Tex-Fab has concluded the initial stage of its international competition called SKIN. The two-stage competition invited architects, designers, and researchers to rethink the traditional building envelope by exploring the performative qualities of a facade. Participants selected any context, real or virtual, at any scale and on any building type. Phase one jurors narrowed down 68 entries from across the world to four finalists and four honorable mentions. Jurors Phil Anzalone, Maria Mingallon, Gregg Pasquarelli, Randy Stratman, and Skylar Tibbits conferred on July 9th and initially selected 14 entries to discuss. Varying in type and method, the entries depicted a diverse display of ideas and work, compelling the jury to choose four finalists and four honorable mentions. Finalists include Project 2XmT by Christopher Romero and Nicholas Bruscia, Cellular Complexity by Kais Al-Rawi, Julia Koerner, and Marie Boltenstern, Robot Assisted Sheet Metal Fabrication by Lik Hang Gu, Nathan Shobe, and Qi Su, and Sense by Isak Worre Foged and ANke Pasold. The first of the finalists, Project 2XmT, has a visibly developed working model and reveals the dramatic impact from various viewpoints created by small undulations or shifting panels. Juror Skylar Tibbits commented that “it’s the one most in line with the brief.” The next finalist, Cellular Complexity, has an appealing formal potential that tests the limits of architecture. Juror Phillip Anzalone remarked, “If it’s truly developed 3-dimensionally that would be fantastic.” Robotic Assisted Sheet Metal Fabrication was chosen as a finalist in context with the project per-Forming (HM), which received honorable mention, as both interacted with metal forming in distinctive, yet complimentary aspects. Juror Maria Mingallon trusts that “this one could really push the boundaries of TEX-FAB and could add to the exhibition at ACADIA." The last finalist, Sense, is simple with potential to be very dynamic. Tibbits remarked “it’s a known phenomena that could produce some exciting effects." Honorable mentions include Organized Crime by Kyle Miller, Evaporative Folding by Jeana Ripple, Hydromorph by Camden Greenlee and Brian Vesely, and per-FORMING by Jake Newsum and Ammar Kalo. The phase two jury includes Michele Addington, James Carpenter, Neil Denari, Mic Patterson, and William Zahner. Moving onto the second round, the four finalists will use $1000 stipends to develop prototypes of their projects, which will be installed at the ACADIA Adaptive Architecture Conference at the University of Waterloo in October 2013. At that time, the jurors will select a winner whose scheme will be assembled in full scale for the TEX-FAB 4.0 conference.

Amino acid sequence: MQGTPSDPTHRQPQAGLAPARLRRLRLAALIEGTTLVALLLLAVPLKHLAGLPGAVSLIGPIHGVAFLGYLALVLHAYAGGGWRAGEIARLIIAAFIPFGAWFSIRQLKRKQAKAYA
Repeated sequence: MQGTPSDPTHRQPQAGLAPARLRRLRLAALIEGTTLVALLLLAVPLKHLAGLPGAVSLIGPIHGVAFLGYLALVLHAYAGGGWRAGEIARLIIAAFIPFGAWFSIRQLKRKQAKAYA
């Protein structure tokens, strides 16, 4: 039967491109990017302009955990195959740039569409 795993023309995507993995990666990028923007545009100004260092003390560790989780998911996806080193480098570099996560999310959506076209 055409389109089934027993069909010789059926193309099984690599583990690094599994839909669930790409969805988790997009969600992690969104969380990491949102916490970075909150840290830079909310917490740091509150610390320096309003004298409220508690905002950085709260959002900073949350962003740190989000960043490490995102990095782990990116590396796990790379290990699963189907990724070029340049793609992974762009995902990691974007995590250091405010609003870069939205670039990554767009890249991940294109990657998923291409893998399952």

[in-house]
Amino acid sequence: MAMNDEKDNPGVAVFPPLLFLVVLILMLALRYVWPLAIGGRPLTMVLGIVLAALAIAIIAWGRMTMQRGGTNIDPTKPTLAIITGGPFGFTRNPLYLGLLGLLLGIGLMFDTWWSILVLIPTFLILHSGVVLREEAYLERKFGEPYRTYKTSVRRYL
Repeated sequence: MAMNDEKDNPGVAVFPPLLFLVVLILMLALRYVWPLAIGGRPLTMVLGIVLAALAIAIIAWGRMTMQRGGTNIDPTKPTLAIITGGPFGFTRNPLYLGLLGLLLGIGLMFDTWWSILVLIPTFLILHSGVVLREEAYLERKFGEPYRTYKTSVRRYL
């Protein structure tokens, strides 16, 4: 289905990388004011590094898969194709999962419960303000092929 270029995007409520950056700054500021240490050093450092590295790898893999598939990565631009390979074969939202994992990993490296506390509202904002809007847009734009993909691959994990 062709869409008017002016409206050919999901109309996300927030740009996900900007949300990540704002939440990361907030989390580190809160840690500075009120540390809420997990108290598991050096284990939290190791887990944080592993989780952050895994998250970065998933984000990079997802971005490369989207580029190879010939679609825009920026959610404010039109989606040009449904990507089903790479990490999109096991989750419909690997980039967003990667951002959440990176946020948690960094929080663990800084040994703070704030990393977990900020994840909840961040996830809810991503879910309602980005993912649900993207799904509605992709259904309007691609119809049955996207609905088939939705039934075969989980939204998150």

Three winning designs to be fabricated by Brooklyn-based Flatcut.This October, winners of the ACADIA (Association for Computer Aided Design in Architecture) design and fabrication competition will show off their parametric chops as part of the organization’s annual conference, now in its 30th year. Announced last week, winners were chosen from 15 finalists by a jury that included Tod Williams of TWBTA, Chris Sharples of SHoP Architects, Tom Wiscombe of Emergent, Dror Benshetrit of Studio Dror, and Thomas Christoffersen of BIG. The competition sought designs in three categories—furniture, partitions, and lighting—and entrants were encouraged to propose hybrid material assemblies that minimized waste and maximized material performance. Tomer Ben-Gal, founder of Brooklyn-based fabrication studio and competition co-sponsor Flatcut, served as technical advisor. Flatcut will fabricate the winning designs in its 100,000-square-foot Passaic, New Jersey, machine shop before they are sent to the conference, held at the University of Calgary, where they will be displayed from October 11-16. Furniture: RECIP Designs in the furniture category had to be produced using two sheets of flat materials, one rigid and one flexible, no larger than 5 feet by 10 feet. Any material that would be available for sourcing by Flatcut was considered valid. The winning design, RECIP, is a modular furniture system by three students at the University of Calgary’s Faculty of Environmental Design. The project explores scoring techniques applied to 1/8-inch-thick recycled rubber, which is then folded into self-reinforcing and interlocking toothed panels and laminated to heavyweight felt batting. The team showed judges how the rigid yet flexible system could be folded into chairs, tables, shelving, or spatial dividers, then dismantled and recycled at the end of its life. “I think what attracted us [to RECIP] innately in a contemporary way is the fusion of two different materials and the way they performed together,” said competition judge Tom Wiscombe in his comments. “It involved certain types of techniques, like fusing, melting and different modes of manufacturing rather than using a single known tooling process.” Click here to see a PDF of the project boards. Partition: Hyperlaxity Partition category designs were permitted to use three 5-by-10-foot sheets of material to build their designs. The winner, Hyperlaxity: Parabolic Ligaments, was a collaboration between SOM’s Elizabeth Boone and PROJECTiONE design and fabrication studio founded by Adam Buente and Kyle Perry in 2010. The design uses aluminum components, including hundreds of v-clips, o-rings, i-bars, and triangular plates, joined by hexagonal silicone tendons with slits that allow the material to stretch over the aluminum pieces. Judge Dror Benshetrit said the non-modular form pushed parametric design. “I like how technically the inner rings, together with the other shapes create different opposite hexagon forms,” he said. Click here to see a PDF of the project boards. Lighting: Luminescent Limacon Like the furniture category, designs in the lighting category had to be produced using two sheets of rigid and flexible materials within the machine-able dimensions. Inspired in part by the fanciful linen collars of 17th-century Europe, the winning design is made with folded and nested ruffles of laser-cut 3form Ecoresin held together with a lattice of aircraft suspension cable, which produces tensile and compressive forces to create the light’s structural stability. Designer Andrew Saunders, an assistant professor of architecture Rensselaer Polytechnic Institute in New York, derived the pendant’s shape from a Limacon curve. The variables of this equation can be changed to produce different lighting effects based on conditions and performance criteria. “That it is two systems, one of a surface system and one of a kind of vector, is what I think together makes it look so beautiful and elegant,” commented Wiscombe. Click here to see the project boards.